Closing Of JAI- Week 4 – Where There’s A Will There’s A Way
In last weeks issue of Closing Of Jack Abrams School, we stated how in 1988 the Supreme Court of the United States upheld the ruling that the Town of Huntington violated the Federal Fair Housing Act by limiting public housing to the small section of town known as the Urban Renewal area. The ruling stated that the Town of Huntington perpetuated segregation through a zoning ordinance that confined construction of apartments to an area of Huntington Station.
Last week the Huntingtonian made the charge that the current Town Council members participate in systematic examples of discriminatory practices and we believe that they don’t have the desire to improve the situation for Huntington Station residents. We don’t believe that they intend to take the necessary steps to improve the quality of life and safety around certain parts of Huntington Station. We can only speculate why they choose to leave things in a state of disarray around parts of Huntington Station. We promised to provide specific examples of how housing policies, lack of code enforcement and mismanagement of funds assisted in the escalated crime levels in the area and the eventual closing of one of our Town’s public schools. We would like all levels of Government to take the necessary steps to help improve the quality of life and safety of all Huntington residents by addressing the issues that caused some to push for the closing of The Jack Abrams School.
Where there’s a will, there’s a way:
In August of 2010, a Suffolk County judge appointed a temporary receiver to make unannounced visits to a home in East Northport, install security cameras on the exterior of the home and hire security agents to monitor the residence at 42 Norton Drive in East Northport. This address was the location of repeated criminal activity according to police. This legal action was brought by the Town of Huntington. The Council members sought legal action to force Salvatore Napoli from his home at 42 Norton Drive in East Northport because he was promoting criminal activity. The board voted unanimously to deem Napoli’s property “a repeat public nuisance.” Napoli was in violation of Chapter 50 of town code, which cites offenses such as possession of illegal drugs and prostitution.
“Our concern all along centered on how the activity at 42 Norton had created a public nuisance that seriously was affecting neighbors’ quality of life,” said Frank Petrone . “Judge Hackeling’s order is a good first step toward eliminating the activity that produced the nuisance and restoring to neighborhood residents the peaceful enjoyment of their own property and of the neighborhood that they so richly deserve.”
It should be noted that Napoli was arrested on several occasions but at the time the Council made this decision to protect the residents in the community, he had not actually been charged with any of his crimes. All cases were pending.
This is a photo of 42 Norton Drive:
42 Norton Drive, East Northport
These were the charges against Napoli:
Suffolk police on March 3 and on May 21, 2010, arrested Napoli on charges including possession of controlled substances with intent to sell, possession of controlled substances, and criminal nuisance for unlawfully conducting or maintaining premises where people gather for drug transactions.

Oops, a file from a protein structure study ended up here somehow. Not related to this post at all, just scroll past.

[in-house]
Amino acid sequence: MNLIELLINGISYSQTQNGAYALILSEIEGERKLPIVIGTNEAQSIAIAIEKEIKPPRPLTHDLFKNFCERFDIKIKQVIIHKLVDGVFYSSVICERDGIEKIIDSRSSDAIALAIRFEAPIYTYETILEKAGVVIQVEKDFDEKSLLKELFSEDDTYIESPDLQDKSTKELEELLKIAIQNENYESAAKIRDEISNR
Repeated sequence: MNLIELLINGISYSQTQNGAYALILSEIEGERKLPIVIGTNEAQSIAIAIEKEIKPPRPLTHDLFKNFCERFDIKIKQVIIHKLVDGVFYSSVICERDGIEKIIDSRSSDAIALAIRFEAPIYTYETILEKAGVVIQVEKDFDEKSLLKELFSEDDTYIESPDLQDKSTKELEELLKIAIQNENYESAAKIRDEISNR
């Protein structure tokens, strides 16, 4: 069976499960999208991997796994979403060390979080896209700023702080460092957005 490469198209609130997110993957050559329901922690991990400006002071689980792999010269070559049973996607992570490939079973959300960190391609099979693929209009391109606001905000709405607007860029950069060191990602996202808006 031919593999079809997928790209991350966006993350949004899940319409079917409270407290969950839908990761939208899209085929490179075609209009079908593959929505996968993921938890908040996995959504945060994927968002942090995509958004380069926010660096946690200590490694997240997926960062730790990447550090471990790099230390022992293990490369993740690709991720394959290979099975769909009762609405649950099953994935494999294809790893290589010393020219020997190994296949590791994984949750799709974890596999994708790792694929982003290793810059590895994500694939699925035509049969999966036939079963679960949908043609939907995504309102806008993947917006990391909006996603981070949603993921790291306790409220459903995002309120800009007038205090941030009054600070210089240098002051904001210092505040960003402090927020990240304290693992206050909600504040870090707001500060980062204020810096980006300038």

On Aug. 11, 2010, Napoli was arrested again at his home on some of the same charges. He also was charged with unlawful conduct for engaging in acts of prostitution and illegal drug transactions stemming from incidents that happened May 29 near his home.
We are asking our readers to reread Mr. Petrone’s quote from above and while doing so please reflect on the fact that we currently have a school building closed in another area of our town.
“Our concern all along centered on how the activity at 42 Norton had created a public nuisance that seriously was affecting neighbors’ quality of life, Judge Hackeling’s order is a good first step toward eliminating the activity that produced the nuisance and restoring to neighborhood residents the peaceful enjoyment of their own property and of the neighborhood that they so richly deserve.” Frank Petrone 2010
We agree with Mr. Petrone that the residents of East Northport deserve a peaceful neighborhood, we just don’t understand why he doesn’t feel the same way about the residents of Huntington Station. Here are some properties that deserve the same level of concern as the property on 42 Norton Drive in East Northport.
19 Church and 11A Church are known rival gang houses and are adjacent to the Jack Abrams school. The police are aware of this situation. According to residents in the neighborhood, there are often issues of violence surrounding these 2 properties. On June 4, 2011, a 911 call was received that a huge fight had broken out. 14 Police cars arrived on the scene and arrested 3 men and 2 woman.
In August of 2010, Tarodney Sanders shot Ariel Perez and Bonnie McCoy when they were hanging out with a group of people in front of 11A Church at 2:00am.
19 Church Street
Some of the crimes associated with the Church Street properties are Murder 2, Menacing 2nd degree with a weapon, rape 1, assault 2, menacing with a weapon.
11A Church Street
114 Columbia Street
This home at 114 Columbia Street (pictured below)has many obvious code violations. One of the residents were arrested for robbery with a gun. It is listed as a single family home but improvements made to the home would suggest otherwise.
51 East 2nd Street
This home at 51 E 2nd Street was featured earlier this week on The Huntingtonian. If this property doesn’t warrant an investigation, we are not sure what would. One of the occupants was arrested for menacing 2nd degree with a weapon.